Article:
When I got home, I reviewed my receipt and discovered there was a $1.99 charge for the 2 ounce side of quacamole that I had ordered for my tacos. Really? For a tiny cup of quac? Now I know I won’t be going back.

It doesn’t look I’ll be eating any authentic New Mexican food until my next trip to Albuquerque. In the meantime, if anyone knows where I can get my posole fix in San Diego, I would appreciate a heads up.  I’ll still be looking and hoping!

Cafe Rio is located at 3309 Rosecrans. Plentiful parking is available. The restaurant is open Monday to Saturday from 10:30 AM to 10 PM and Sunday from 11 AM to 10 PM.

{ 6 comments… read them below or add one }

Avatar ZZ March 16, 2018 at 1:09 pm

JV’s on Morena is a 6 minute drive from OB and has posole. I’d call ahead to be sure, some soups they only make certain days. Oh and the drive is all on Sea World Drive, so a 6 minute and pretty drive, maybe 12 minutes during rush hour.

I am not surprised a chain mexican restaurant based in Utah is no good. The shocking part of the review is you said you like Chipotle.

JV’s is probably the best overall Mexican place within a short drive of OB, with prices similar to Roberto’s (yuck) but quality similar to sit-down places. It is also a nice place to eat, casual and so much seating you have a bit of space and privacy if you want it. Interesting/diverse people watching too. And a really big and well stocked salsa bar.

I can’t promise you they never nickel and dime you with extra charges like Cafe Rio did, but I don’t remember it ever happening in the 30 or more times I’ve been there.

Reply

Avatar David Scott March 17, 2018 at 9:11 am

I love Posole! I do you hope they are using real New Mexico Chile…it is far superior in quality. Here is a link to a great posole recipe: https://sites.google.com/site/chimayochile/the-brothers-recipes/traditional-posole

Reply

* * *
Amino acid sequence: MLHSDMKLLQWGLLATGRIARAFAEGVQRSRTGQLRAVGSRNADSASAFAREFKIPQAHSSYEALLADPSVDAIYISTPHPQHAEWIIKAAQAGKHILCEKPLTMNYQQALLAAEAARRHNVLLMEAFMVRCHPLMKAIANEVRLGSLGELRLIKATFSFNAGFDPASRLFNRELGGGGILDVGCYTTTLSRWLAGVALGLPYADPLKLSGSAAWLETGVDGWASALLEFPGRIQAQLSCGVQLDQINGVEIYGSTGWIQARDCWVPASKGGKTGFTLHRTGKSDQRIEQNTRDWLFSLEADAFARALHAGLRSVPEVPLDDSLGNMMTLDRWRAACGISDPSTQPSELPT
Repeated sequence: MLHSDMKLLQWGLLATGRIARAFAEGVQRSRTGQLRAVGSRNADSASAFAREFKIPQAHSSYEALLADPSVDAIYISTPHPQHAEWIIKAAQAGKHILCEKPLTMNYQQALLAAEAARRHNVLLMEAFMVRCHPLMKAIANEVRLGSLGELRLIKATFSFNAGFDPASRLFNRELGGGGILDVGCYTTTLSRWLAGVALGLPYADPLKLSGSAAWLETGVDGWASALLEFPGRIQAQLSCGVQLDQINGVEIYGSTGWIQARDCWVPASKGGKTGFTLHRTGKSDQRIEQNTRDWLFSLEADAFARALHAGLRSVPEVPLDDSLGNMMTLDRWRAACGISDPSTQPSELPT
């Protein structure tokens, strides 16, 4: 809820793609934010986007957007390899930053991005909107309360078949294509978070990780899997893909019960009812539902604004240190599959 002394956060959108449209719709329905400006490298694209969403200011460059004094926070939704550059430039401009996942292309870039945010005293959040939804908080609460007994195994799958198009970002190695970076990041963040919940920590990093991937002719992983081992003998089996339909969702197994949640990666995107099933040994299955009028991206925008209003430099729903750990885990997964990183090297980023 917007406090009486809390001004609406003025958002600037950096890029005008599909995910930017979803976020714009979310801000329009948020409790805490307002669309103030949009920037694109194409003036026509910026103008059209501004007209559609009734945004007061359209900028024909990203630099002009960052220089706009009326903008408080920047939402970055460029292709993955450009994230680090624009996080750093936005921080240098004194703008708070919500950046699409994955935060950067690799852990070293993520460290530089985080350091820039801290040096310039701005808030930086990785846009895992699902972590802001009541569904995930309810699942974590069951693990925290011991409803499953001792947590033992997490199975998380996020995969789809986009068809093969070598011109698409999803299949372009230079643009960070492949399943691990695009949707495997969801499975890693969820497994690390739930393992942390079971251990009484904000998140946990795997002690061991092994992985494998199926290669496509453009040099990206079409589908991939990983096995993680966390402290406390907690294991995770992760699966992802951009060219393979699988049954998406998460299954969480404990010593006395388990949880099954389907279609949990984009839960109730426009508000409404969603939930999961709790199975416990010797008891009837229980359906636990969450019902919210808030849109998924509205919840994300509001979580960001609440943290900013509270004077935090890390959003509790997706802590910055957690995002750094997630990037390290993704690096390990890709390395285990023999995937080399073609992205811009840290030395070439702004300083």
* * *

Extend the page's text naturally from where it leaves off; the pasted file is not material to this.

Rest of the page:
Avatar Oblique March 17, 2018 at 12:13 pm

Last year during chili season, folks from Hatch, New Mexico were roasting chilies for over a month at Little Italy’s farmers market. Yep I bought loads of them and froze them. There is nothing better. Real green chili done right is nothing short of sublime….

Reply

Avatar Toolpusher March 17, 2018 at 8:16 pm

I like Tony’s on Rosecrans (formally Santana’s and a bunch of other silly names in between). Despite the name changes and apparent ownership drama, which included having essentially the same restaurant only a block away for a while, is still very good and cheap. For a sit-down restaurant experience, I still like Miguel’s (the original Point Loma location of course). Thanks for the review of Cafe Rio, confirmed everything I would think a Chipolte knock-off from Utah would be.

Reply

Avatar Dave March 18, 2018 at 10:53 pm

Eh, FWIW I’m calling this a much improved version of Chipotle – the food is passable if not exciting, but the fresh tortillas (nice and thick like at Tommy’s) move Cafe Rio from “meh” into passable, so far as I’m concerned.

Is it as good as a legit SD taco shop? No, but neither is pretty much anywhere beach-adjacent if you grew up in East County or even in Southeast…I like JV’s for sure, but instead of cotija cheese their carne asada chips have Cheez Whiz.

Reply

Avatar Ramm March 19, 2018 at 6:54 pm

I have just lately started reading your fine paper, and I am Really Stoked to find a Food Critic that still Critiques. So many critics seem fearful to be even neutral about restaurants they didn’t like. As I also into a good green chili sauce I definitely won’t go there especially because there’s enough Corp Crap Food out there. Also I was one of “The Zoo” runners back in the 80’s at Farrell’s in the UTC Mall. We always had fun doing it because there was a chance we could mess up and send Ice Cream everywhere!

Reply

Leave a Comment

Older Article:

Newer Article: